Author Topic: "Lust, Caution" (Ang Lee's Next Film)  (Read 14392 times)

Offline Brown Eyes

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Re: Ang Lee's New Film, "Lust, Caution"
« Reply #20 on: August 29, 2007, 11:01:17 am »
Knowing Ang Lee, I'm sure it will be a good film.  But, topic-wise, it honestly doesn't sound all that appealing to me personally.

It's definitely interesting to see how much controversy this film is already generating.
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Offline MaineWriter

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Re: Ang Lee's New Film, "Lust, Caution"
« Reply #21 on: August 30, 2007, 12:48:36 pm »
From EuroNews:

The 64th Venice Film Festival has got underway in Italy, with a screening of the British film "Atonement". Based on the 2001 best-selling novel by Ian McEwan, the film is hot favourite to win the festival's top prize, the Golden Lion. The winners will be revealed during the course of a gala event on September the 8th.

British actress Keira Knightley stars in the film along with actor James McAvoy, fresh from his success in the critically acclaimed "Last King of Scotland".

Later today, the Academy Award-winning director Ang Lee, who won the Golden Lion in 2005 for his film "Brokeback Mountain", will present his latest thriller "Lust, Caution." A complex tale of sex and spying in 1940's Shanghai, the film is based on a short story by revered Chinese writer Eileen Chang. It stars Asian cinema icon Tony Leung opposite newcomer Tang Wei.

British actor-director Kenneth Branagh will also attend the premiere of his film "Sleuth" a remake of a 1972 thriller and starring Sir Michael Caine along with Jude Law.
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Offline MaineWriter

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Re: Ang Lee's New Film, "Lust, Caution"
« Reply #22 on: August 30, 2007, 12:57:03 pm »
And another news story:


By  AFP

The tense drama set in Shanghai in the 1940s stars novice actress Tang Wei as a resistance spy who slowly, creepily, lets her target, a powerful political figure played by Tony Leung, "worm his way into her heart."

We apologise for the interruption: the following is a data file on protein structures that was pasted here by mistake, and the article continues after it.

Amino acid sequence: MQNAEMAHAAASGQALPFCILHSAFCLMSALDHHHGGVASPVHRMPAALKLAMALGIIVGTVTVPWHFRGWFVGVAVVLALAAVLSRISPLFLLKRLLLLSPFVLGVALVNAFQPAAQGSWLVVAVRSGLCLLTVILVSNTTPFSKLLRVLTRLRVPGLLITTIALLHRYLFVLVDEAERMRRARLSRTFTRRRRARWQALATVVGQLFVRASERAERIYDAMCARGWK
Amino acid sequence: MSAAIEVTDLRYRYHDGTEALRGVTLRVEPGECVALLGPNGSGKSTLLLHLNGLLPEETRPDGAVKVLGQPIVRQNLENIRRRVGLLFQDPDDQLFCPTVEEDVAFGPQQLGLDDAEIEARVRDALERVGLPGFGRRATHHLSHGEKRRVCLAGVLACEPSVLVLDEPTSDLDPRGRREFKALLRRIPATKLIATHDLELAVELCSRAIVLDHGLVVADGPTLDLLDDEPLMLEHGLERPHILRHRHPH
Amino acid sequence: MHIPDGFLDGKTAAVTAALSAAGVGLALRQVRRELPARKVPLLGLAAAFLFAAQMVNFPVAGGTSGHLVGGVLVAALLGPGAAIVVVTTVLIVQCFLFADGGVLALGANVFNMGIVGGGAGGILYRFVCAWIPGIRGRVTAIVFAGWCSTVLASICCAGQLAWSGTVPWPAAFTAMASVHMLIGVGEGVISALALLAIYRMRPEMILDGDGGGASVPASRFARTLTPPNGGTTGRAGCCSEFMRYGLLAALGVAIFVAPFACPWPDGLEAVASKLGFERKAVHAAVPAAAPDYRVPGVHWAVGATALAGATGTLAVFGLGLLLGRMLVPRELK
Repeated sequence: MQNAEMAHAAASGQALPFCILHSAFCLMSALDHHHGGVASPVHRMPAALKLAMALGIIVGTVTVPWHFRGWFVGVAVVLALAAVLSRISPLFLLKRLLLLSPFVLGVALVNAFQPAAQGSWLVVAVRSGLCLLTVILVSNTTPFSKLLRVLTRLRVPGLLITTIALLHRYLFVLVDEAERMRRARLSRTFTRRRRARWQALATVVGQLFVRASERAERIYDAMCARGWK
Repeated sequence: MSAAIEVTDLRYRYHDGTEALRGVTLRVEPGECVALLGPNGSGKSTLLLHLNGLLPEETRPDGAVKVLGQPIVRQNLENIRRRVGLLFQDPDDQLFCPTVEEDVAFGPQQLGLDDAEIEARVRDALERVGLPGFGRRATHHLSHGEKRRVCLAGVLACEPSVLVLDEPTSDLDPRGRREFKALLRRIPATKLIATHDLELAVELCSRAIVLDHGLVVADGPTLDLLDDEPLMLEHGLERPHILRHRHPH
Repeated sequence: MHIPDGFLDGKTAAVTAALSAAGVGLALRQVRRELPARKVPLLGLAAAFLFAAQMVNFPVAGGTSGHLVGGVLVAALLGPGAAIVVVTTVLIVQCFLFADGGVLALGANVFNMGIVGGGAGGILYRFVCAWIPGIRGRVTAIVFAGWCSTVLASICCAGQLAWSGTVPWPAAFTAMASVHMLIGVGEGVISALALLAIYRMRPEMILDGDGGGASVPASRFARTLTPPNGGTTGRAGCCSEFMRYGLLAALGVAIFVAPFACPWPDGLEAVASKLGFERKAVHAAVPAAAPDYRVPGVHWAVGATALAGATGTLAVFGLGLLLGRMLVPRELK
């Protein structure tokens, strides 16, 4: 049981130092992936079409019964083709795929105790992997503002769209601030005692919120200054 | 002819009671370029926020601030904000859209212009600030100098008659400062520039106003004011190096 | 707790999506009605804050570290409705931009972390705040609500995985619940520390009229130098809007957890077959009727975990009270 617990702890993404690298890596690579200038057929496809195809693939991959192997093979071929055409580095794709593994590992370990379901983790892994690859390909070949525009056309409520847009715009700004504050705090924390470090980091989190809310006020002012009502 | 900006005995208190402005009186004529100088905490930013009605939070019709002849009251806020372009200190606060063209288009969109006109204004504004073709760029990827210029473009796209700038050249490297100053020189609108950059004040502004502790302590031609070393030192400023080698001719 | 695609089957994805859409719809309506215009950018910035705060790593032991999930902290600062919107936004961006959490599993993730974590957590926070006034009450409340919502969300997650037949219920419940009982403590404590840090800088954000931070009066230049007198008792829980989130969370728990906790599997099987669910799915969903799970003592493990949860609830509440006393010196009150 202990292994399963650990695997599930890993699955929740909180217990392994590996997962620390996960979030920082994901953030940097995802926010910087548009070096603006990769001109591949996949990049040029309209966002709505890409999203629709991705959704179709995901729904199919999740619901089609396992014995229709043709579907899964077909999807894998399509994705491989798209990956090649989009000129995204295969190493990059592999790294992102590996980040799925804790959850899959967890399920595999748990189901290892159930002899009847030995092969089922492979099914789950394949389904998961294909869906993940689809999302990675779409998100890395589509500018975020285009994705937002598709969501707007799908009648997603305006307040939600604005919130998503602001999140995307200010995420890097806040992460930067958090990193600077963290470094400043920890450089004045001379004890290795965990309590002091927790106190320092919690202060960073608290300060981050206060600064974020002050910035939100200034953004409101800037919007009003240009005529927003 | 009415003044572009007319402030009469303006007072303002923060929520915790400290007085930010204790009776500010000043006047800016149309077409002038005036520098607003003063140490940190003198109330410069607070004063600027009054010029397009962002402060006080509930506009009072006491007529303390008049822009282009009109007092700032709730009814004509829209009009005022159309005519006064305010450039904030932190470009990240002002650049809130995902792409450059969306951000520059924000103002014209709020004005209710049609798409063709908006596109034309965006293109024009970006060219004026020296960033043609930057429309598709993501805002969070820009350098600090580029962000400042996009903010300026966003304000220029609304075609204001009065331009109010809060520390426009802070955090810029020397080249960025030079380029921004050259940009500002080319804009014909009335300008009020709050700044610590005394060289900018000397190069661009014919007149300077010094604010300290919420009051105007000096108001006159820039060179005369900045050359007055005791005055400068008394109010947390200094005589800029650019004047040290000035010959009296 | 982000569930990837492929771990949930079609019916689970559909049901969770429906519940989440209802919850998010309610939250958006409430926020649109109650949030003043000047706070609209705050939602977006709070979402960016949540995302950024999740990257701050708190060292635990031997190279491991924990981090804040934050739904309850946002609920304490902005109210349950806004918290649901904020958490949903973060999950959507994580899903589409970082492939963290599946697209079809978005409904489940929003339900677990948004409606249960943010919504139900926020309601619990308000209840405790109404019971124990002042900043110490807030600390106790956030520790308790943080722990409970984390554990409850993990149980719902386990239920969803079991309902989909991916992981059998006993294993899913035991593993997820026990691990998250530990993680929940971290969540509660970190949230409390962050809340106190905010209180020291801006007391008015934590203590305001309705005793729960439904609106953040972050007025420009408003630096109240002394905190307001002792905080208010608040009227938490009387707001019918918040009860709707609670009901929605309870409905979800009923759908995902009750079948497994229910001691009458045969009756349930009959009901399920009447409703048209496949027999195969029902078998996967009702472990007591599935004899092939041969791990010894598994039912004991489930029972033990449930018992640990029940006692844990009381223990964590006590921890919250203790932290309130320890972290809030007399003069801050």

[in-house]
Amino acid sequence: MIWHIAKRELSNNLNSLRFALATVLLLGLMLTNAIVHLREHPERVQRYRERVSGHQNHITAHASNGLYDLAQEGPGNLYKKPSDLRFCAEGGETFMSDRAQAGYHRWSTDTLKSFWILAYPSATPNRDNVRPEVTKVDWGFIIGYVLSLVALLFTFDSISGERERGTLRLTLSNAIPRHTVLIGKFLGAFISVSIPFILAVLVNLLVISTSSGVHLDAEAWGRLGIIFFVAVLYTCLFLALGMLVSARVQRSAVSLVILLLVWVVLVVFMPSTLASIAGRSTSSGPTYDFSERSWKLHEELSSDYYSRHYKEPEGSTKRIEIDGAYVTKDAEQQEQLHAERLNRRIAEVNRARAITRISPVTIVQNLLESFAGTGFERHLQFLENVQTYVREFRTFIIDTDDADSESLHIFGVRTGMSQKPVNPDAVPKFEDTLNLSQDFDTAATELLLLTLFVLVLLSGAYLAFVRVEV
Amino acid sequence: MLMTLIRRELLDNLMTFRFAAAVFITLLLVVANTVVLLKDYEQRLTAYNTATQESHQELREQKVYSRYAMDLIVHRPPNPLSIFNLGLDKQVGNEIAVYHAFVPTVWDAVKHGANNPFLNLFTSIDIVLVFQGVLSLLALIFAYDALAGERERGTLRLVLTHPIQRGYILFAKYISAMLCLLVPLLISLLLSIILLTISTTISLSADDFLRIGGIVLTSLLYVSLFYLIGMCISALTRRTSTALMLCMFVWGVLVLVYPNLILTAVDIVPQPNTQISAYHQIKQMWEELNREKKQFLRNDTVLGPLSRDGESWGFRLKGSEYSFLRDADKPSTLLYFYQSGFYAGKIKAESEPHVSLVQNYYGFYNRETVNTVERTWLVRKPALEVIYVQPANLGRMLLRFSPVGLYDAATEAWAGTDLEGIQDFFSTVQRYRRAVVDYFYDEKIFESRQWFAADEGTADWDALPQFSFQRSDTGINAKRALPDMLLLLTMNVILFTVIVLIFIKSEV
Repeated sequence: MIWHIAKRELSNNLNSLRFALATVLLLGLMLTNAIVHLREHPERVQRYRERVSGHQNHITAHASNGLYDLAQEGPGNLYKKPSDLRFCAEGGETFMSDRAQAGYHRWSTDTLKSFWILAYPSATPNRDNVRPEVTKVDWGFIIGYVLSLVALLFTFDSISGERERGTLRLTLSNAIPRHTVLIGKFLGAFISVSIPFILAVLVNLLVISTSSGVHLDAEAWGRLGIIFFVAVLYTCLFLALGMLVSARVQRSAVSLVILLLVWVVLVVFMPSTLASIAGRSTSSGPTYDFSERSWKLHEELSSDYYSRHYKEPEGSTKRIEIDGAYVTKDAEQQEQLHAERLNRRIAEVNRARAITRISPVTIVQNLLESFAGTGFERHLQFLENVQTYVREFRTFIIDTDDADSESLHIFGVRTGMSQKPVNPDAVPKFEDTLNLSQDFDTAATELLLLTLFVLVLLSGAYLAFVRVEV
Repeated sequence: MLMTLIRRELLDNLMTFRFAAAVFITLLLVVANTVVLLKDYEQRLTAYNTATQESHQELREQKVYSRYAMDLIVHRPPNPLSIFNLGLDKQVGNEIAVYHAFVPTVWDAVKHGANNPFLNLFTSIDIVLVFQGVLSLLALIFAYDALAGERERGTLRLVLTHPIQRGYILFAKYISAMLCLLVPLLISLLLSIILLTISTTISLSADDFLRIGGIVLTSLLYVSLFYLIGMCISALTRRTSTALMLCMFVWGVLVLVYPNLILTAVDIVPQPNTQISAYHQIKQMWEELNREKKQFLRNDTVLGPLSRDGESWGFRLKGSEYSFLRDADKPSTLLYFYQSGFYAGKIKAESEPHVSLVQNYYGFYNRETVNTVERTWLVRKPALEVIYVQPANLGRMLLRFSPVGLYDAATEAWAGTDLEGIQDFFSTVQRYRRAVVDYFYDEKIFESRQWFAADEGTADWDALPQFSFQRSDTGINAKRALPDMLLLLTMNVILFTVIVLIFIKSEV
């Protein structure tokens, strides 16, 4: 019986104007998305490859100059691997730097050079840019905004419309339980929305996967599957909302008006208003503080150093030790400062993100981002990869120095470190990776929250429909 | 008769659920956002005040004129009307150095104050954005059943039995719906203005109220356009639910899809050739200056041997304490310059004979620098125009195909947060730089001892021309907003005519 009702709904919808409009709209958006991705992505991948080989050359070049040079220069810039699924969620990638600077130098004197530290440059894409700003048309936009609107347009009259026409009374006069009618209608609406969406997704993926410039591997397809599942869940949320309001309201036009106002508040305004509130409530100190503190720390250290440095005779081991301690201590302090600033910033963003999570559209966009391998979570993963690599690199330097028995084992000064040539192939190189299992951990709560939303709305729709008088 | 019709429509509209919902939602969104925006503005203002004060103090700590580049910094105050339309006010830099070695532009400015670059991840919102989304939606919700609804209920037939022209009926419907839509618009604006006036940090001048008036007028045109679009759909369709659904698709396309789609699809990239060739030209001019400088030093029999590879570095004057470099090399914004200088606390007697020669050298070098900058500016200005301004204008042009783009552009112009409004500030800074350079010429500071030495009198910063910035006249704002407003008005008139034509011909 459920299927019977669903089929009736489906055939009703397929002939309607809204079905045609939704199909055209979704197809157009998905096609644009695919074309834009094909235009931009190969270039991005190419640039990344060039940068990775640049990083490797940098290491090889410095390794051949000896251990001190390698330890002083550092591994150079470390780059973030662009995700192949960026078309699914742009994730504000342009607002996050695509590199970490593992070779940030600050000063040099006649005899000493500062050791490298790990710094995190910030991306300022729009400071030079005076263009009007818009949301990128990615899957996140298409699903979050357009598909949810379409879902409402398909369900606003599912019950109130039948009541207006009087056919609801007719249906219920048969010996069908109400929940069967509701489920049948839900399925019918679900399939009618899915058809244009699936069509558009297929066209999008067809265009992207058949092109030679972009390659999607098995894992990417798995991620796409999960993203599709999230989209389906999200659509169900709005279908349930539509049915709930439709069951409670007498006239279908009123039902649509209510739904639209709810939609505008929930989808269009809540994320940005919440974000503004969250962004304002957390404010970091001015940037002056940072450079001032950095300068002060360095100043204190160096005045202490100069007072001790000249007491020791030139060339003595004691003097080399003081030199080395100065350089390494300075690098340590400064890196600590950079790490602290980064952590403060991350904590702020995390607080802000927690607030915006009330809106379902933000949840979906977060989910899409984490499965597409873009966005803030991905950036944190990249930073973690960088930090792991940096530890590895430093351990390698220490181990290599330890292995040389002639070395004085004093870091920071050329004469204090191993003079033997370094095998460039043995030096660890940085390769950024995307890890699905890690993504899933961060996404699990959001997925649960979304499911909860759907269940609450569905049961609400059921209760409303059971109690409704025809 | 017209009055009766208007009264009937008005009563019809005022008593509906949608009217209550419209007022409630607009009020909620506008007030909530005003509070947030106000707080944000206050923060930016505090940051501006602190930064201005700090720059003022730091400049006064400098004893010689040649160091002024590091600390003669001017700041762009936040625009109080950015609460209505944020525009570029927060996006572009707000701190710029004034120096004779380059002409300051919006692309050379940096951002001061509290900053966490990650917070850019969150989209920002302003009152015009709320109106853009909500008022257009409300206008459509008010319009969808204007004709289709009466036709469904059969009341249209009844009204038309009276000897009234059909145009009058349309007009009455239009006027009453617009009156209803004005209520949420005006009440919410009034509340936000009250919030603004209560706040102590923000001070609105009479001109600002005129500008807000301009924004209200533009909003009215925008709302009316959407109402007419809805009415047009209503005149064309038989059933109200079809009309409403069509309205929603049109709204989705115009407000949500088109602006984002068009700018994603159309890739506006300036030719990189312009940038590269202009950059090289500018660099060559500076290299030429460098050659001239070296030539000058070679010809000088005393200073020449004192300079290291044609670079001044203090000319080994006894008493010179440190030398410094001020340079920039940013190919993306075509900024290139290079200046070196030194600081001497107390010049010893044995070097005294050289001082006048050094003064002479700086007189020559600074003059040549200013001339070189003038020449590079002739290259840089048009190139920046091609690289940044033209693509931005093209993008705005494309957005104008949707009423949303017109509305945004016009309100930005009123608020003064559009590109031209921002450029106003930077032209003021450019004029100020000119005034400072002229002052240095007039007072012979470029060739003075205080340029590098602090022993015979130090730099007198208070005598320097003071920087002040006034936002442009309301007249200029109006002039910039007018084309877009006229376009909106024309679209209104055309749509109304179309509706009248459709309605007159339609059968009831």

Based on a short story by popular Chinese writer Eileen Chang and set in Japanese-occupied Shanghai in the 1940s, the film's many sex scenes are as explicit as they are emotionally ambiguous.

"I found some dark and obscure elements to adapt for my film" from a story that runs to only 28 pages, said Lee, whose "Brokeback Mountain" took the Golden Lion here in 2005 as well as the best director award at last year's Oscars.

Also on Thursday's menu is British director Kenneth Branagh's "Sleuth" starring Michael Caine and Jude Law, with a crisp screenplay by English playwright and Nobel literature laureate Harold Pinter.

The two-man remake of the 1972 Joseph L. Mankiewicz film, in which Caine played the part now taken by Law, is an exercise in second-guessing and sang froid -- or what Branagh described as a "short, sharp, concentrated boxing match."

It's Law's second attempt at filling Caine's shoes, following his starring role in the remake of the 1966 comedy "Alfie" about a Cockney womaniser's comeuppance.

But "Sleuth" can hardly be considered a remake, Caine said. "This is a completely different take, much more severe."

He added: "Once Harold was on board, we were in whole new world. The simplicity of the idea is such that you can take it anywhere."

Wednesday's opening gala of the festival, which runs through September 8, saw the world premiere of British psychological drama "Atonement" with Keira Knightley and James McAvoy.

Based on the best-selling novel by Ian McEwan, the movie plays out the consequences of an impressionable girl's tragic misreading of events at an upper-class English home in the years leading up to World War II.

Despite a preponderance of British and US entries this year -- totalling nine of the 22 candidates for the Golden Lion in the main competition -- the festival also boasts a sizeable Asian contingent.

Festival director Marco Mueller let drop Wednesday that the "surprise film" to be screened next week will be from an Asian country, specifying only that it is a country other than China, South Korea or Japan.

"Only from Asia do we have that special kind of present," Mueller said, adding: "It will be a brand new film -- he's still mixing it -- by an Asian master."

All 22 of the films in competition will be world premieres, a feat achieved only once before -- last year.

Another 22 films will vie for prizes in the avant-garde Horizons and Horizons Documentaries categories, while 13 will be screened out of competition.

A restoration of the 1964 Sergio Leone shoot-'em-up classic "A Fistful of Dollars" starring Clint Eastwood is to be screened on Thursday.

The out-of-competition menu will later offer Woody Allen's "Cassandra's Dream," a drama set in London, "La Fille Coupee en Deux" by French veteran Claude Chabrol and a new comedy by Japanese director Takeshi Kitano, "Kantoku Banzai!" (Glory to the Filmmaker!).

Chinese director Zhang Yimou, who won Golden Lions for "The Story of Qiu Ju" (1992) and "Not One Less" (1999), will head the jury made up of directors only, as was the case with the festival's 50th anniversary.

"It's the first time I've taken part in an all-directors jury, and I have every expectation that we will work with success," Zhang said Wednesday.